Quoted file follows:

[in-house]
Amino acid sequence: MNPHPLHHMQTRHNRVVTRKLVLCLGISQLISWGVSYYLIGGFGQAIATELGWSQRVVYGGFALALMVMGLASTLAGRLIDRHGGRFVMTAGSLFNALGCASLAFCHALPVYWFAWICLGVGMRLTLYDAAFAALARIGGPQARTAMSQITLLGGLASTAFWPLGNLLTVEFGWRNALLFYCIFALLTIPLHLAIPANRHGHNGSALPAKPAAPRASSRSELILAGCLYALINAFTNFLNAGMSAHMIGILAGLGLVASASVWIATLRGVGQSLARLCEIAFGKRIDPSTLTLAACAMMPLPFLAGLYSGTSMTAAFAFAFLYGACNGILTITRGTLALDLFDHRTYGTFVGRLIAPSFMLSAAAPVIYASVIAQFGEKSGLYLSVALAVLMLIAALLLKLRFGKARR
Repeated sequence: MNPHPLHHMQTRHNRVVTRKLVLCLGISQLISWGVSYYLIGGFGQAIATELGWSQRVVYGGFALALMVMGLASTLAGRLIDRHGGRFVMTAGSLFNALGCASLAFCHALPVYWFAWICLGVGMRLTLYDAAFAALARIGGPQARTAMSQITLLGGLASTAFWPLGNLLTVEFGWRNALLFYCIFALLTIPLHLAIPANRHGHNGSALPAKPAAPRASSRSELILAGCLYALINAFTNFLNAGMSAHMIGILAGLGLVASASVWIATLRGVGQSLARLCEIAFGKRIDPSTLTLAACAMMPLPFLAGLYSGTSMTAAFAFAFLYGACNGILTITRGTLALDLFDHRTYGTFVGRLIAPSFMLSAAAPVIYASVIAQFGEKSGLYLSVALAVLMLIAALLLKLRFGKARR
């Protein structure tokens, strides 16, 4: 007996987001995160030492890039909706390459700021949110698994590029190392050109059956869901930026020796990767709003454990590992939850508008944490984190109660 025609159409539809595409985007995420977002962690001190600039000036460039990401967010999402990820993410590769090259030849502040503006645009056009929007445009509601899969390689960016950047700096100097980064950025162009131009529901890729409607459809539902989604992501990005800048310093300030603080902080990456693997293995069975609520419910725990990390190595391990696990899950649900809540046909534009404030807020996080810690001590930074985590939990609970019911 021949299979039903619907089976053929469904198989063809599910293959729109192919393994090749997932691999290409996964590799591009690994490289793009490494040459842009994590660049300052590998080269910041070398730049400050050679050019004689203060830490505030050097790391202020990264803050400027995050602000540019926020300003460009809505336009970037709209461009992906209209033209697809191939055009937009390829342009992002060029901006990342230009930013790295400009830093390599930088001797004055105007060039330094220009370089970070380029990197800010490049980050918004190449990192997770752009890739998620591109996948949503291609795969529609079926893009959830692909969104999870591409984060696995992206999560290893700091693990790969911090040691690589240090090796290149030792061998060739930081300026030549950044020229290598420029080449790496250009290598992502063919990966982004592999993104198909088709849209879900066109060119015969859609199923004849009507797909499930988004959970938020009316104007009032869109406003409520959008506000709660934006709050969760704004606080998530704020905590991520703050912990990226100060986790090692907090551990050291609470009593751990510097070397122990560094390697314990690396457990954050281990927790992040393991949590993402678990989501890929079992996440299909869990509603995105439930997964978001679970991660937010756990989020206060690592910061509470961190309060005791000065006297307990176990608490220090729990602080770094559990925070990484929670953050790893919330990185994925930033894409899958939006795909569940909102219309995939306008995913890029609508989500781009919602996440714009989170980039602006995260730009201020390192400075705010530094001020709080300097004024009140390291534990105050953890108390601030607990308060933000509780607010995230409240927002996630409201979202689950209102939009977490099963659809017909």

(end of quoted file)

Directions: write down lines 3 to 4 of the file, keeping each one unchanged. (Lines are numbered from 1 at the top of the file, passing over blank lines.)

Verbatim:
Repeated sequence: MNPHPLHHMQTRHNRVVTRKLVLCLGISQLISWGVSYYLIGGFGQAIATELGWSQRVVYGGFALALMVMGLASTLAGRLIDRHGGRFVMTAGSLFNALGCASLAFCHALPVYWFAWICLGVGMRLTLYDAAFAALARIGGPQARTAMSQITLLGGLASTAFWPLGNLLTVEFGWRNALLFYCIFALLTIPLHLAIPANRHGHNGSALPAKPAAPRASSRSELILAGCLYALINAFTNFLNAGMSAHMIGILAGLGLVASASVWIATLRGVGQSLARLCEIAFGKRIDPSTLTLAACAMMPLPFLAGLYSGTSMTAAFAFAFLYGACNGILTITRGTLALDLFDHRTYGTFVGRLIAPSFMLSAAAPVIYASVIAQFGEKSGLYLSVALAVLMLIAALLLKLRFGKARR
């Protein structure tokens, strides 16, 4: 007996987001995160030492890039909706390459700021949110698994590029190392050109059956869901930026020796990767709003454990590992939850508008944490984190109660 025609159409539809595409985007995420977002962690001190600039000036460039990401967010999402990820993410590769090259030849502040503006645009056009929007445009509601899969390689960016950047700096100097980064950025162009131009529901890729409607459809539902989604992501990005800048310093300030603080902080990456693997293995069975609520419910725990990390190595391990696990899950649900809540046909534009404030807020996080810690001590930074985590939990609970019911 021949299979039903619907089976053929469904198989063809599910293959729109192919393994090749997932691999290409996964590799591009690994490289793009490494040459842009994590660049300052590998080269910041070398730049400050050679050019004689203060830490505030050097790391202020990264803050400027995050602000540019926020300003460009809505336009970037709209461009992906209209033209697809191939055009937009390829342009992002060029901006990342230009930013790295400009830093390599930088001797004055105007060039330094220009370089970070380029990197800010490049980050918004190449990192997770752009890739998620591109996948949503291609795969529609079926893009959830692909969104999870591409984060696995992206999560290893700091693990790969911090040691690589240090090796290149030792061998060739930081300026030549950044020229290598420029080449790496250009290598992502063919990966982004592999993104198909088709849209879900066109060119015969859609199923004849009507797909499930988004959970938020009316104007009032869109406003409520959008506000709660934006709050969760704004606080998530704020905590991520703050912990990226100060986790090692907090551990050291609470009593751990510097070397122990560094390697314990690396457990954050281990927790992040393991949590993402678990989501890929079992996440299909869990509603995105439930997964978001679970991660937010756990989020206060690592910061509470961190309060005791000065006297307990176990608490220090729990602080770094559990925070990484929670953050790893919330990185994925930033894409899958939006795909569940909102219309995939306008995913890029609508989500781009919602996440714009989170980039602006995260730009201020390192400075705010530094001020709080300097004024009140390291534990105050953890108390601030607990308060933000509780607010995230409240927002996630409201979202689950209102939009977490099963659809017909």